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Biden at U.N. calls for global epoch of unity

He notes need to address virus, climate, other issues by Compiled Democrat-Gazette Staff From Wire Reports | September 22, 2021 at 6:53 a.m.
President Joe Biden speaks during the 76th Session of the United Nations General Assembly at U.N. headquarters in New York on Tuesday, Sept. 21, 2021. (Eduardo Munoz/Pool Photo via AP)

President Joe Biden delivered his debut address to the annual gathering of world leaders at the United Nations on Tuesday amid strong new doubts about his ability to vault the United States back into a position of global leadership after his predecessor's promotion of "America first" isolationism.

Speaking to a smaller-than-usual audience of his peers because of the still-raging covid-19 pandemic, Biden called for a new era of global unity against the coronavirus, climate change, emerging technological threats and the expanding influence of autocratic nations such as China and Russia.

"We will choose to build a better future. We, you and I, we have the will and capacity to make it better. Ladies and gentlemen, we cannot afford to waste any more time," he said. "We can do this."

And he said, "No matter how challenging or how complex the problems we're going to face, government by and for the people is still the best way to deliver for all of our people," insisting that the United States and its Western allies would remain vital partners.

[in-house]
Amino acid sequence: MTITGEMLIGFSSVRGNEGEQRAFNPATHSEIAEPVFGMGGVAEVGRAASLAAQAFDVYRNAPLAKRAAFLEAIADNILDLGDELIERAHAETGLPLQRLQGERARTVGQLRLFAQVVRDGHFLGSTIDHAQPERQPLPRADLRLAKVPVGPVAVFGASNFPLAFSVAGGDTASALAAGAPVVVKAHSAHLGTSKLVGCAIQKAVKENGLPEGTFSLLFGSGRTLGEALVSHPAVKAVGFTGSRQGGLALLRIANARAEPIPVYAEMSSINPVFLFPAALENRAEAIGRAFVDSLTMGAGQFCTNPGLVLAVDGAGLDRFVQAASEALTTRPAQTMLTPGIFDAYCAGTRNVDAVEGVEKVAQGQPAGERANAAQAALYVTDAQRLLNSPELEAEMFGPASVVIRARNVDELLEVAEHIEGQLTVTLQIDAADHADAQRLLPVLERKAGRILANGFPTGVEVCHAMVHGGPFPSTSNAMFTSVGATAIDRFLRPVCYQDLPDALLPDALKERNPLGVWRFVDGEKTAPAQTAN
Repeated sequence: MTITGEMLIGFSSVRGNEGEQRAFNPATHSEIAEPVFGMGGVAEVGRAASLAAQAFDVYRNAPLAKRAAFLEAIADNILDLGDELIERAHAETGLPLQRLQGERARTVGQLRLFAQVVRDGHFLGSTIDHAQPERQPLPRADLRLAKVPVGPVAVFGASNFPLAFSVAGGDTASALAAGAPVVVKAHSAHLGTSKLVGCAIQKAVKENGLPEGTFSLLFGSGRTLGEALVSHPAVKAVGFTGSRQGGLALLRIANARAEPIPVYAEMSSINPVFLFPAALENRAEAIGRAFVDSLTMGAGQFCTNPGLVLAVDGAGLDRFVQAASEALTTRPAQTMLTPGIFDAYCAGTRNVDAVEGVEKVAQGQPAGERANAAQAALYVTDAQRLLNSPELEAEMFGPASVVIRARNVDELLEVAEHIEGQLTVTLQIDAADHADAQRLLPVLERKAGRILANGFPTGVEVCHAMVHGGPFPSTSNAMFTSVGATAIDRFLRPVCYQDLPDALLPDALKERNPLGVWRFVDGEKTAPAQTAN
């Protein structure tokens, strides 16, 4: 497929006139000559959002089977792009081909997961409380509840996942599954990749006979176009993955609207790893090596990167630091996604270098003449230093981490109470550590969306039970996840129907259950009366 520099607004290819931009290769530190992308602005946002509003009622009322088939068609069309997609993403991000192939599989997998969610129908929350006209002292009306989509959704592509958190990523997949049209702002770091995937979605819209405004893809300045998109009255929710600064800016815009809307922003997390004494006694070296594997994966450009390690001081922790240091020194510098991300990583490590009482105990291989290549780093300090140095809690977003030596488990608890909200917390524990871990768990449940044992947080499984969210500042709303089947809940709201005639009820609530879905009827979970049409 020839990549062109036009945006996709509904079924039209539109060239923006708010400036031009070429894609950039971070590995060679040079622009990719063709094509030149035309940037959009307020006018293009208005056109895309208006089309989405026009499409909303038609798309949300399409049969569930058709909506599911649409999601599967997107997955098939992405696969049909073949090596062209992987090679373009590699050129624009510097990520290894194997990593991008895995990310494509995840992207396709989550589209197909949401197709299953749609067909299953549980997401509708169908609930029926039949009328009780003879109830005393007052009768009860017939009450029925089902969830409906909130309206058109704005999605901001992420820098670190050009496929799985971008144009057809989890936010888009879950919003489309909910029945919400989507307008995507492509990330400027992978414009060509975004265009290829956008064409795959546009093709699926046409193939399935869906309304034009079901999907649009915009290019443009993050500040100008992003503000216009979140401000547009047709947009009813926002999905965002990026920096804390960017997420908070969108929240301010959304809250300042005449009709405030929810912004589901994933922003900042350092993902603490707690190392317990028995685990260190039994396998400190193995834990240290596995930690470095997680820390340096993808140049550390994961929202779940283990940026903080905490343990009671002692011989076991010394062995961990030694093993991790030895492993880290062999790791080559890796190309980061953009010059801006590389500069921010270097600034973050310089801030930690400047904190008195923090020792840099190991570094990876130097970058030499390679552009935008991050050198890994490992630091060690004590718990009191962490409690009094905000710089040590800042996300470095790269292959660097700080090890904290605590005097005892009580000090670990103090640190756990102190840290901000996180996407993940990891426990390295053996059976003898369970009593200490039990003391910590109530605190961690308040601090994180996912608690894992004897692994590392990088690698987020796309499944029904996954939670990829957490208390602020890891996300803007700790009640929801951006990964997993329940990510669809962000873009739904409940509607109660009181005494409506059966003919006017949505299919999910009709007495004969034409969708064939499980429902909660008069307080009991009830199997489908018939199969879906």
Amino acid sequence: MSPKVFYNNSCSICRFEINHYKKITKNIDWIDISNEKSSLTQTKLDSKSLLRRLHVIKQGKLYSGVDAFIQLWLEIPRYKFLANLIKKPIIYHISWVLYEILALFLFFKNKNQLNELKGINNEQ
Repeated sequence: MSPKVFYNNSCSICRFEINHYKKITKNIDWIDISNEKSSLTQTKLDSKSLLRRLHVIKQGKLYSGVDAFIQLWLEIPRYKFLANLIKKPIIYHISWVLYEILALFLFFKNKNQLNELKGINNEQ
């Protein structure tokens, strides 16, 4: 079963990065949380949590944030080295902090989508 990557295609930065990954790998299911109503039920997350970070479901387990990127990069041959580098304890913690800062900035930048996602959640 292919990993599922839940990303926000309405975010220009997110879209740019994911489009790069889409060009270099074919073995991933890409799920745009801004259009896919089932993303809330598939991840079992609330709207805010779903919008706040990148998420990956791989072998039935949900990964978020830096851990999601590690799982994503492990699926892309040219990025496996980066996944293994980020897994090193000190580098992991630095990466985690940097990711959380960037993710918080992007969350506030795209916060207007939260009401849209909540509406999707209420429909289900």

"Our security, our prosperity and our very freedoms are interconnected, in my view as never before," Biden said.

Calling for the world to make the use of force "our tool of last resort, not our first," he defended his decision to end the U.S. war in Afghanistan, a chaotic withdrawal of U.S. troops that left allies blindsided.

"We've ended 20 years of conflict in Afghanistan, and as we close this era of endless war we are opening an era of endless diplomacy," Biden said.

"Today, many of our greatest concerns cannot be solved or even addressed by the force of arms," he said. "Bombs and bullets cannot defend against covid-19 or its future variants."

The president said, "We're opening a new era of ... using the power of our development aid to invest in new ways of lifting people up around the world."

But Biden's efforts to move America past former President Donald Trump's more-confrontational policies come amid growing frustration among allies with his administration's diplomatic approach.

His familiar refrain that the world must choose between democracy and autocracy looks different now that the Taliban are again in control of Kabul, reversing many of the democratic gains of the past 20 years. Covid is resurging in much of the world. And the French just recalled their ambassador in outrage -- not just over losing a $66 billion-plus submarine contract but also because it was made clear that they are not in the inner circle of allies.

Biden and other leaders are gathering against a backdrop of disastrous climate change, polarized superpower relations and a pandemic that has worsened the global rich-poor divide.

The event is a major test of credibility for Biden, who was among the first to address the 193-member General Assembly. The last to speak in the morning session was President Xi Jinping of China, via prerecorded video, bookending the competing views of the two most powerful countries in the world.

Both leaders announced potentially significant steps to address climate change, a rare moment of common purpose. Biden said he intended to double the U.S. financial contribution to developing countries' efforts to tackle the climate crisis, and Xi said China would stop financing coal-fired power projects abroad, a major source of heat-trapping gases.

Xi also appeared to take a swipe at the United States over the collapse of its effort to build a democracy in Afghanistan.

"Recent developments in the global situation show once again that military intervention from the outside and so-called democratic transformation entail nothing but harm," Xi said.